To set “turn on” times for your digital picture frame during weekdays, you could use
This task will then be executed at 7 o’ clock in the morning from Monday to Friday.
And if you want to go wild, and define a certain image playlist or directory for your wedding anniversary every year (so you don’t forget it), you can create a timer that is triggered only once a year, like
This schedules a task on May 1 of every year, at 6am.
You can make all kinds of combinations and exception much more flexibly than you ever could with crontab.
Useful timer commands
List all timers
To list all active timers on your Raspberry Pi system type
If you add the
--all option at the end, you will see a list of all timers, active or not, which is helpful for debugging.
The output shows you
- NEXT: The next time the timer will run
- LEFT: How many times before the next time timer will run again
- LAST: The last time the timer ran
- PASSED: How much time has passed since the last time the timer ran
- UNIT: The timer unit in which the schedule is set
- ACTIVATES: The service unit activated by the timer
Activate a timer now
Activating a timer ad hoc is done with
$ sudo systemctl start <timer-unit-name>.timer
To have a timer automatically activated at boot, make sure it has an
[Install] paragraph, where you specify when the activation should happen, like e.g.,
Stopping a timer now
To stop it again, type
$ sudo systemctl stop <timer-unit-name>.timer
Automatically start at boot
To automatically start a timer when booting use
$ sudo systemctl enable <timer-unit-name>.timer
disable to remove this autostart again.
start the timer unit, not the service unit.
Whenever you edit the unit files enter
$ sudo systemctl daemon-reload
Check the timer status
Of course, there is also a status check with
$ sudo systemctl status <timer-unit-name>.timer
which shows you exactly when the timer will trigger next.
Example .service and .timer combination to turn your frame on/off at fixed times
One of the simplest use cases for a timer is a script that turns your frame on in the morning and off when you go to sleep. And as workdays are different from weekends, you need to specify that, too.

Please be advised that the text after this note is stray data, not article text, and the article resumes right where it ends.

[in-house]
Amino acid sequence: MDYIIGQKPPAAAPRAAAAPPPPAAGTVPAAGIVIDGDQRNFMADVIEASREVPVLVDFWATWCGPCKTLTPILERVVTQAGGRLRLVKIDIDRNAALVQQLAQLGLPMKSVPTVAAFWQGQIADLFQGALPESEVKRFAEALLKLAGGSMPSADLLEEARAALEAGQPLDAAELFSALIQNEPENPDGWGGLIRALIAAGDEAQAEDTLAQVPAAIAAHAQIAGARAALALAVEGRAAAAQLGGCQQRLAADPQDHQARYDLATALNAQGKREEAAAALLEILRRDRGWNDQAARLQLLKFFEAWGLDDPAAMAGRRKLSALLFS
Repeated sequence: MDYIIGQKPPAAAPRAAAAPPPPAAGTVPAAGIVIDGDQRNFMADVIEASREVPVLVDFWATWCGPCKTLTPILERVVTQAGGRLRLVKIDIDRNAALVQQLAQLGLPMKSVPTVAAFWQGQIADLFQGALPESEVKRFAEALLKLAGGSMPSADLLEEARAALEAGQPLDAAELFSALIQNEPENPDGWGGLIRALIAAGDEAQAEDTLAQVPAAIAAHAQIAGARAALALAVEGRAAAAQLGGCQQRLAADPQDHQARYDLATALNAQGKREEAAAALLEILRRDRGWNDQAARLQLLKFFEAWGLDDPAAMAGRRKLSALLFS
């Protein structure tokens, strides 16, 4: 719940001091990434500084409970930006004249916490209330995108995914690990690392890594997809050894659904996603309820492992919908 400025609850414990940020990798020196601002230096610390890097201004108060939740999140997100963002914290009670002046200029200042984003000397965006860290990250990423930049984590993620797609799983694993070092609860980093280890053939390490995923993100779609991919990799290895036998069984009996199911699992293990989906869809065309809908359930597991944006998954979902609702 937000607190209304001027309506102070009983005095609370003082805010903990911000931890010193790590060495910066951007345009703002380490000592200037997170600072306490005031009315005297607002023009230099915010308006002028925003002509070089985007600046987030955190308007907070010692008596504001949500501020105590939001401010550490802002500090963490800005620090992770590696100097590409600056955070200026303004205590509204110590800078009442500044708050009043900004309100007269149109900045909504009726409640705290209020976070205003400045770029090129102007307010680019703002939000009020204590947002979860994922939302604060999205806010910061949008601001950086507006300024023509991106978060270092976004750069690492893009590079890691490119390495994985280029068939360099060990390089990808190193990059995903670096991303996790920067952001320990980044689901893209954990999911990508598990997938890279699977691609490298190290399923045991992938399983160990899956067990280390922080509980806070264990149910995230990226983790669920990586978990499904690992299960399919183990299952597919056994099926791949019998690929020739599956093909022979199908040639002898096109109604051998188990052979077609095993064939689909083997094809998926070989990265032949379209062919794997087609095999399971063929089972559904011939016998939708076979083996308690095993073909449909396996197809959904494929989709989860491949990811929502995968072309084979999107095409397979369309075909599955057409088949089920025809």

The command to turn your screen on is
sudo vcgencmd display_power 1
and to turn it off
sudo vcgencmd display_power 0
Let’s build a .service file which turns it on:
Create a new file with
sudo nano /etc/systemd/system/turn_monitor_on.service
Copy & paste
[Unit] Description=Turns the monitor on [Service] User=pi ExecStart=sudo vcgencmd display_power 1 [Install] WantedBy=multi-user.target
and save the file with CTRL+O and close the editor with with CTRL+X.
Create the corresponding .timer file with
sudo nano /etc/systemd/system/turn_monitor_on.timer
Copy & paste
[Unit] Description=Timer to turn the monitor on [Timer] OnCalendar=Mon..Fri 07:00 OnCalendar=Sat,Sun 09:00 [Install] WantedBy=timers.target
and save the file with CTRL+O and close the editor with with CTRL+X.
We need to change the file permissions to make the files readable by all by typing
sudo chmod 644 /etc/systemd/system/turn_monitor_on.service
Tell the system that you have added this file and want to enable this service so that it starts at boot.
sudo systemctl daemon-reload sudo systemctl enable turn_monitor_on.timer
Do not enable the service file because that would mean to start the service at boot time independent of any timer settings.
Now create almost the same service and timer for turning the screen off at night.
Reboot your Pi, and you are all set!
To check if everything is ok, type
The timer command of systemd gives you plenty of flexibility to schedule events very precisely by date or time. Although it is a bit more complex than crontab, it provides plenty of variations that can be specified and verified in (more or less) plain English.
That’s why I have abandoned good old crontab, which has served me loyally over all these years in favor of the younger systemd services and timer. Please don’t make me feel bad. It’s only software!